Like some other bloggers, I received a copy of the e-mail below by Wellingtom Mayor Celia-Wade Brown to her Council colleagues:
I’d like to discuss training, conferences and personal development when we’re back. I hope some courses on chairing, speed-reading, engagement and participatory democracy, new media or the RMA will appeal. We do need to reduce our expenditure but not to zero. Instead of waiting for conferences to be put up at SPC and then trying to decide who should go, what clashes etc, there are other ways – on-line webinars, local tertiary institutions e.g. Otago’s Sustainable Cities or Victoria’s Policy Institute – or LGNZ’s courses.
Or we can take new lessons in te reo, Mandarin or ballroom dancing – all exercise neural pathways and keep us mentally fit. http://www.newsweek.com/2011/01/03/can-you-build-a-better-brain.html
That might explain why skills we’re already good at don’t make us much smarter: we don’t pay much attention to them. In contrast, taking up a new, cognitively demanding activity ballroom dancing, a foreign language is more likely to boost processing speed, strengthen synapses, and expand or create functional networks.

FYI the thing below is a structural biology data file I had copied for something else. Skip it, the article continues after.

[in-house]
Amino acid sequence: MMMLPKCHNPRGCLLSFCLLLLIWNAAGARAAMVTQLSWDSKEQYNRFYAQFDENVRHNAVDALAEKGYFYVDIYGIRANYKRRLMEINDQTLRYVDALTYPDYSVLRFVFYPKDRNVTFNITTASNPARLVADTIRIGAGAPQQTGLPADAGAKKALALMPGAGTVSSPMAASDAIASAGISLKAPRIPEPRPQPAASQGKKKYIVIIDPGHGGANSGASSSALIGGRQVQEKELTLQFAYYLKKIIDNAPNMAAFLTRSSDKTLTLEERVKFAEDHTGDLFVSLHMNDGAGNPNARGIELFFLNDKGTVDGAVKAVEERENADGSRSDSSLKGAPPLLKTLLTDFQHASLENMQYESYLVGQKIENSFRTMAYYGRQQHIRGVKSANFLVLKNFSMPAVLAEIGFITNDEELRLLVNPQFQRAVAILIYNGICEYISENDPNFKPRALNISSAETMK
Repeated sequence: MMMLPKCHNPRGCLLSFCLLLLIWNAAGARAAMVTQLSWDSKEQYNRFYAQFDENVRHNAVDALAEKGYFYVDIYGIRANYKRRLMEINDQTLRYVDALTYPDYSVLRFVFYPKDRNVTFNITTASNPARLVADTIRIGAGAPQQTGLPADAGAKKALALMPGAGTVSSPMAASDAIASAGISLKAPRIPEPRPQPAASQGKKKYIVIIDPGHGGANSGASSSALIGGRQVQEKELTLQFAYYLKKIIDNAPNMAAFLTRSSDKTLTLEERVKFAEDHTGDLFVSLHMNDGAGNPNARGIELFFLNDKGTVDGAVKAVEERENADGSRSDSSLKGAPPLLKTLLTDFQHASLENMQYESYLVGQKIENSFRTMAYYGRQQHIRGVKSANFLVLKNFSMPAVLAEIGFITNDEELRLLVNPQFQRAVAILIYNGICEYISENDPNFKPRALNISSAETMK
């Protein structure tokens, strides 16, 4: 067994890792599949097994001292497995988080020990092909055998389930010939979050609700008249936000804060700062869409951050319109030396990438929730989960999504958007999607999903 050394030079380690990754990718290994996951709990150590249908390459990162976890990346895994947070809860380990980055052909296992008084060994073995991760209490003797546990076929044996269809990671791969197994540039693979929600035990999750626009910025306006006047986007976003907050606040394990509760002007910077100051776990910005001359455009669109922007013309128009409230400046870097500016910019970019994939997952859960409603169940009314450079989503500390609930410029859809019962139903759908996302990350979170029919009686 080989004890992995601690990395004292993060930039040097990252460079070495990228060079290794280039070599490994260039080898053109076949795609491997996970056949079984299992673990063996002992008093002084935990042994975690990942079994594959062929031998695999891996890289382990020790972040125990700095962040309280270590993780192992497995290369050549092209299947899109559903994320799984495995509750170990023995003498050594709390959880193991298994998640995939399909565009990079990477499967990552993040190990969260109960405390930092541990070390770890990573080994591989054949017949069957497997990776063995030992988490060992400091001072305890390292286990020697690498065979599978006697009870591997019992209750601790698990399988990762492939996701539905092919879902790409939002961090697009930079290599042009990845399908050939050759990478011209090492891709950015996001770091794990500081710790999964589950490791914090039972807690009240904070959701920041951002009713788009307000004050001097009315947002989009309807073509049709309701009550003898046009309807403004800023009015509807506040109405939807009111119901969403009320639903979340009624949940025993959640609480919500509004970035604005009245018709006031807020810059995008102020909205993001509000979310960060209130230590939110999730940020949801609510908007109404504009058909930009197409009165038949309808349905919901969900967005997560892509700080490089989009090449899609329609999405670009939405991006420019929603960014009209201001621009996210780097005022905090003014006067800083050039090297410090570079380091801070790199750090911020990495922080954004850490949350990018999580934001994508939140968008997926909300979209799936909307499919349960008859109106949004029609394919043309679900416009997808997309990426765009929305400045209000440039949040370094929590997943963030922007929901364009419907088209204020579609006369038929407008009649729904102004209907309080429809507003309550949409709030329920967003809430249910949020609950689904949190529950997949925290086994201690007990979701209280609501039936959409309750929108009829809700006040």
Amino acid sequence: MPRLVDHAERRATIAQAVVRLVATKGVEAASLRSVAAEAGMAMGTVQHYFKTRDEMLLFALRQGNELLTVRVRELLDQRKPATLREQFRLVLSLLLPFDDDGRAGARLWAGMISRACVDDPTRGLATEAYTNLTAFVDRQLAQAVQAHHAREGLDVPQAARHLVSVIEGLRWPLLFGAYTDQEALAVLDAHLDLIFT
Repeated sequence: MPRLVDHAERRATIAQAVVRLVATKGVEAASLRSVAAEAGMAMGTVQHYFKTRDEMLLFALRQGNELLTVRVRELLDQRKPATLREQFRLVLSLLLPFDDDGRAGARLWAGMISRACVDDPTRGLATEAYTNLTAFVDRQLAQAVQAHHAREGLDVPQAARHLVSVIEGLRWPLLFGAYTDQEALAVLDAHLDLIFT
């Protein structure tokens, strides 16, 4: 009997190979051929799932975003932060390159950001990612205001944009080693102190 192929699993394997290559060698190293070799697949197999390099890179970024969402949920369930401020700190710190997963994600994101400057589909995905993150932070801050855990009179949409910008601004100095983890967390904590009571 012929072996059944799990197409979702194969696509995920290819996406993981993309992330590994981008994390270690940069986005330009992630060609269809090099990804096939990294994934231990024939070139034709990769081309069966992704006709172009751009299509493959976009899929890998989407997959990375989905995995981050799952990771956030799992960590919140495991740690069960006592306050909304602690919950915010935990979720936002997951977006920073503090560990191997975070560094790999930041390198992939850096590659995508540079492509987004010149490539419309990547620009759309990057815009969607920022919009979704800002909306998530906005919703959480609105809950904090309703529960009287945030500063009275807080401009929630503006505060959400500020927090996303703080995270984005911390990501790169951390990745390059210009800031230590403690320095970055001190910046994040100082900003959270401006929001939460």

For those who consider that mental and physical fitness might be unrelated, have a look at this link… http://www.sciencedaily.com/releases/2010/08/100826141327.htm
A study published this year in Frontiers in Aging Neuroscience provided evidence that aerobic fitness can keep aging brains healthy. “Even modest amounts of walking, 40 minutes three times a week, can engender substantial improvements in memory, decision making, and other cognitive processes,” said the study’s lead author, University of Illinois psychology professor Art Kramer.
and if you didn’t think it was relevant to your role … “Those with more connectivity … also tend to be better at planning, prioritizing, strategizing and multi-tasking. “- that’s what we have to do – and preferably enjoy doing it!
and for Leonie in particular – Nicotine, they found, has “significant positive effects” on fine motor skills, the accuracy of short-term memory, some forms of attention, and working memory, among other basic cognitive skills. The improvements “likely represent true performance enhancement” and “beneficial cognitive effects.” The reason is that nicotine binds to the brain receptors for the neurotransmitter acetylcholine that are central players in cortical circuits. (Caveat: smoking also increases your risk of dementia, so while cigarettes may boost your memory and attention now, you could pay for it later. ) but I’m not taking it up again – shortness of breath, coughing, lung or throat cancer and most of all, the smell…
Meanwhile, I look forward to us finding efficiencies and shared ways of working so we don’t have to increase prices at Toi Poneke – nor drastically cut library hours ( some may be ok if there really is low use – well said, Stephanie). However we can’t say no to all savings , efficiencies and accept 8% rates!
Mayor of Wellington
Perhaps it would be easier to avoid an 8% rates rise if Council did not spend its Councillor training budget on ballroom dancing lessons for Councillors.Celia Wade-Brown, Wellington City Council